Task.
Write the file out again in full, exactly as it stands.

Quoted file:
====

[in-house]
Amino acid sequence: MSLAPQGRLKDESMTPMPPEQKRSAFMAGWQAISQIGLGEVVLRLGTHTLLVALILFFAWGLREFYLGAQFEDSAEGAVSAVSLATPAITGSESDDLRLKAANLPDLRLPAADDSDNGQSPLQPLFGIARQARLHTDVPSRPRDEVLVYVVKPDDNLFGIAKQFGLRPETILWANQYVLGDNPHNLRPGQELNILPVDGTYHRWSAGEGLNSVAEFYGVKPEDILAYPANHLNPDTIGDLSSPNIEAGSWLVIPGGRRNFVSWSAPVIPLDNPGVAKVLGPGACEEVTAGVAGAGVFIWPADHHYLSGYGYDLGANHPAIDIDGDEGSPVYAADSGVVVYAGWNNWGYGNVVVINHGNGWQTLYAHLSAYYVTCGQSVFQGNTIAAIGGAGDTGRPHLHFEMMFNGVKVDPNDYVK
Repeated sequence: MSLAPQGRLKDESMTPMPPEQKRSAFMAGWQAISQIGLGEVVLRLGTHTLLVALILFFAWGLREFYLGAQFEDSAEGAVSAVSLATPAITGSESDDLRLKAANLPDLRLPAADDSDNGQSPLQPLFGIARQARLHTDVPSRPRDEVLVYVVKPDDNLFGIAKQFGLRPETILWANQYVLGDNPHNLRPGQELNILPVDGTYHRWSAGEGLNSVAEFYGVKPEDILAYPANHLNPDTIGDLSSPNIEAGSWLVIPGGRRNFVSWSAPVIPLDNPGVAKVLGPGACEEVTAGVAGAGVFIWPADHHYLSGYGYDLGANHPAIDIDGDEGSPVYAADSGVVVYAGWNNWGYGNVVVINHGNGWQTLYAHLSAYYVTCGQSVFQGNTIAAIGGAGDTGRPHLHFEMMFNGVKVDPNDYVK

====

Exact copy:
[in-house]
Amino acid sequence: MSLAPQGRLKDESMTPMPPEQKRSAFMAGWQAISQIGLGEVVLRLGTHTLLVALILFFAWGLREFYLGAQFEDSAEGAVSAVSLATPAITGSESDDLRLKAANLPDLRLPAADDSDNGQSPLQPLFGIARQARLHTDVPSRPRDEVLVYVVKPDDNLFGIAKQFGLRPETILWANQYVLGDNPHNLRPGQELNILPVDGTYHRWSAGEGLNSVAEFYGVKPEDILAYPANHLNPDTIGDLSSPNIEAGSWLVIPGGRRNFVSWSAPVIPLDNPGVAKVLGPGACEEVTAGVAGAGVFIWPADHHYLSGYGYDLGANHPAIDIDGDEGSPVYAADSGVVVYAGWNNWGYGNVVVINHGNGWQTLYAHLSAYYVTCGQSVFQGNTIAAIGGAGDTGRPHLHFEMMFNGVKVDPNDYVK
Repeated sequence: MSLAPQGRLKDESMTPMPPEQKRSAFMAGWQAISQIGLGEVVLRLGTHTLLVALILFFAWGLREFYLGAQFEDSAEGAVSAVSLATPAITGSESDDLRLKAANLPDLRLPAADDSDNGQSPLQPLFGIARQARLHTDVPSRPRDEVLVYVVKPDDNLFGIAKQFGLRPETILWANQYVLGDNPHNLRPGQELNILPVDGTYHRWSAGEGLNSVAEFYGVKPEDILAYPANHLNPDTIGDLSSPNIEAGSWLVIPGGRRNFVSWSAPVIPLDNPGVAKVLGPGACEEVTAGVAGAGVFIWPADHHYLSGYGYDLGANHPAIDIDGDEGSPVYAADSGVVVYAGWNNWGYGNVVVINHGNGWQTLYAHLSAYYVTCGQSVFQGNTIAAIGGAGDTGRPHLHFEMMFNGVKVDPNDYVK